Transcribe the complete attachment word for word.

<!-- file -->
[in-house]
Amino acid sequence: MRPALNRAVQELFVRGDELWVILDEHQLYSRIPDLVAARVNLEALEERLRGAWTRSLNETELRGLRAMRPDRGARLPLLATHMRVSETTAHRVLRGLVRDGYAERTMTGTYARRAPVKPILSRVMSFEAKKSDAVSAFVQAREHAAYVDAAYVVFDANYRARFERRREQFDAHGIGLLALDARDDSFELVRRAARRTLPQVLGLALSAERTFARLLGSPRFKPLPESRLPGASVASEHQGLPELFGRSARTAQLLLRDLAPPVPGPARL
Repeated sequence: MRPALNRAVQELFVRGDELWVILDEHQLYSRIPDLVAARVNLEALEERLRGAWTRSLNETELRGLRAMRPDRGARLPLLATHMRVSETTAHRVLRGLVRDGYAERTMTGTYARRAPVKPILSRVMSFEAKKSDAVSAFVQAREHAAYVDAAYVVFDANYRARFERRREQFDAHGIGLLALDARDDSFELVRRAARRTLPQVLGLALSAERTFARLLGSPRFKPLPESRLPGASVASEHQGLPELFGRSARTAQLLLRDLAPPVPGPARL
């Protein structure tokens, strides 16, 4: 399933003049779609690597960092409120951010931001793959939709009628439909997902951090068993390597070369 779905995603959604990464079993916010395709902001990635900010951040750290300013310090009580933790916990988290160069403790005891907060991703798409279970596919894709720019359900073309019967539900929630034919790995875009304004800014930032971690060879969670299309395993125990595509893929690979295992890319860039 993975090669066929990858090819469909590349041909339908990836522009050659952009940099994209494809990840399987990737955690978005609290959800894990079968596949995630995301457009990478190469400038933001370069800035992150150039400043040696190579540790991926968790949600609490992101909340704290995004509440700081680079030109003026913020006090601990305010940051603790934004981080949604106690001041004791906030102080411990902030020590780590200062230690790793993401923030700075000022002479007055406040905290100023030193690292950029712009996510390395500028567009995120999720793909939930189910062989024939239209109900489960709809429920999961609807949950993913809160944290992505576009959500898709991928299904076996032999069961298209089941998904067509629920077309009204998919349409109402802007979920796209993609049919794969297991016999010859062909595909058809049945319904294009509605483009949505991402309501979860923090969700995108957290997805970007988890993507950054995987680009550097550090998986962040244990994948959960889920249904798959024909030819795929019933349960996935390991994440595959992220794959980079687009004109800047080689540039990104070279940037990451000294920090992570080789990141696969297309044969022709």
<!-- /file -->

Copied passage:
[in-house]
Amino acid sequence: MRPALNRAVQELFVRGDELWVILDEHQLYSRIPDLVAARVNLEALEERLRGAWTRSLNETELRGLRAMRPDRGARLPLLATHMRVSETTAHRVLRGLVRDGYAERTMTGTYARRAPVKPILSRVMSFEAKKSDAVSAFVQAREHAAYVDAAYVVFDANYRARFERRREQFDAHGIGLLALDARDDSFELVRRAARRTLPQVLGLALSAERTFARLLGSPRFKPLPESRLPGASVASEHQGLPELFGRSARTAQLLLRDLAPPVPGPARL
Repeated sequence: MRPALNRAVQELFVRGDELWVILDEHQLYSRIPDLVAARVNLEALEERLRGAWTRSLNETELRGLRAMRPDRGARLPLLATHMRVSETTAHRVLRGLVRDGYAERTMTGTYARRAPVKPILSRVMSFEAKKSDAVSAFVQAREHAAYVDAAYVVFDANYRARFERRREQFDAHGIGLLALDARDDSFELVRRAARRTLPQVLGLALSAERTFARLLGSPRFKPLPESRLPGASVASEHQGLPELFGRSARTAQLLLRDLAPPVPGPARL
């Protein structure tokens, strides 16, 4: 399933003049779609690597960092409120951010931001793959939709009628439909997902951090068993390597070369 779905995603959604990464079993916010395709902001990635900010951040750290300013310090009580933790916990988290160069403790005891907060991703798409279970596919894709720019359900073309019967539900929630034919790995875009304004800014930032971690060879969670299309395993125990595509893929690979295992890319860039 993975090669066929990858090819469909590349041909339908990836522009050659952009940099994209494809990840399987990737955690978005609290959800894990079968596949995630995301457009990478190469400038933001370069800035992150150039400043040696190579540790991926968790949600609490992101909340704290995004509440700081680079030109003026913020006090601990305010940051603790934004981080949604106690001041004791906030102080411990902030020590780590200062230690790793993401923030700075000022002479007055406040905290100023030193690292950029712009996510390395500028567009995120999720793909939930189910062989024939239209109900489960709809429920999961609807949950993913809160944290992505576009959500898709991928299904076996032999069961298209089941998904067509629920077309009204998919349409109402802007979920796209993609049919794969297991016999010859062909595909058809049945319904294009509605483009949505991402309501979860923090969700995108957290997805970007988890993507950054995987680009550097550090998986962040244990994948959960889920249904798959024909030819795929019933349960996935390991994440595959992220794959980079687009004109800047080689540039990104070279940037990451000294920090992570080789990141696969297309044969022709």